Taking a step back and describing the competitive landscape in which the firm operates, Gordon says there is still actually quite a lot of low-hanging fruit for advisers who want to grow. This is in part a result of the fiduciary confusion of recent years, but also because of the longer-term impact of fee disclosure regulations and a shift of market sentiment in general.

“Last year, in anticipation of the fiduciary rule becoming effective, many plan sponsors learned for the first time their ‘adviser’ was not acting as a plan fiduciary, even though many advisers had implied they were acting in a best-interest capacity,” Gordon argues. “Most notably, we won five plans from banks recently because bank advisers have fumbled the transition in explaining why R-6 share classes are needed now. These plan sponsors’ decisions had relatively little to do with the quality of recordkeeping or other services—just plan sponsors feeling they had been duped.”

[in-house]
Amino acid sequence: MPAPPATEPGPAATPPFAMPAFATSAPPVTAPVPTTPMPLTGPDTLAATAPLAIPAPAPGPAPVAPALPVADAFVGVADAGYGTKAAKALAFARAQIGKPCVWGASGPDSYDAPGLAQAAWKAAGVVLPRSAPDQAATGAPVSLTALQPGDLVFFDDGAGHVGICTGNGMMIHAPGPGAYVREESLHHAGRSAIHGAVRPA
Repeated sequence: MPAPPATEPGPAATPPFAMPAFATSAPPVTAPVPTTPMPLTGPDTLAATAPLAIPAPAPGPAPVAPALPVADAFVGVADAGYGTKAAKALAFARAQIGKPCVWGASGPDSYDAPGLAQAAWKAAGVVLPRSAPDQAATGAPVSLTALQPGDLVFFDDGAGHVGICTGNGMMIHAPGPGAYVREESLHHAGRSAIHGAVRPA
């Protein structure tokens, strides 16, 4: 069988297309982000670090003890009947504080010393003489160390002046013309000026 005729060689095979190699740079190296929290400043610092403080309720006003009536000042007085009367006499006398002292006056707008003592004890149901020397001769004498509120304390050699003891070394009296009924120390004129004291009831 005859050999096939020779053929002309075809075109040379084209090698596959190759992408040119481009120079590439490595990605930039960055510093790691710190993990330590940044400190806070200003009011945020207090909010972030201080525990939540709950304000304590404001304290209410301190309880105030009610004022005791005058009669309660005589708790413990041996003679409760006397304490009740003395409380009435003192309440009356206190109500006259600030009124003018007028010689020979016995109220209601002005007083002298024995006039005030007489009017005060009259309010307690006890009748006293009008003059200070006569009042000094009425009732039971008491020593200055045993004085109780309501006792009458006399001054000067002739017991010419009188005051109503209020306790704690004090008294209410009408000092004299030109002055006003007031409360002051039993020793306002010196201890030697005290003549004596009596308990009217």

Gordon says there are a lot of individual advisers out there working for banks and other providers who are continuing to fumble the language around the transition to more level-fee, fiduciary-based business.

“I have some sympathy here, because it’s not an easy thing to explain to clients—what the changes over the years in the law have meant and why new fees are being broken out and made explicit, and why revenue sharing is getting such a bad association among some circles,” Gordon says. “Making matters more complicated, I would say that three out of four plan sponsors don’t fully get what is going on, in terms of the shift in fiduciary responsibility and expectations.”

On the flip side, he also sees affiliated advisers having continued success when they can be clear and cogent about what changes in fiduciary status and fee structures ultimately mean. For example, he recently ran into a situation where his firm unsuccessfully responded to an inquiry from a plan being served by a bank adviser.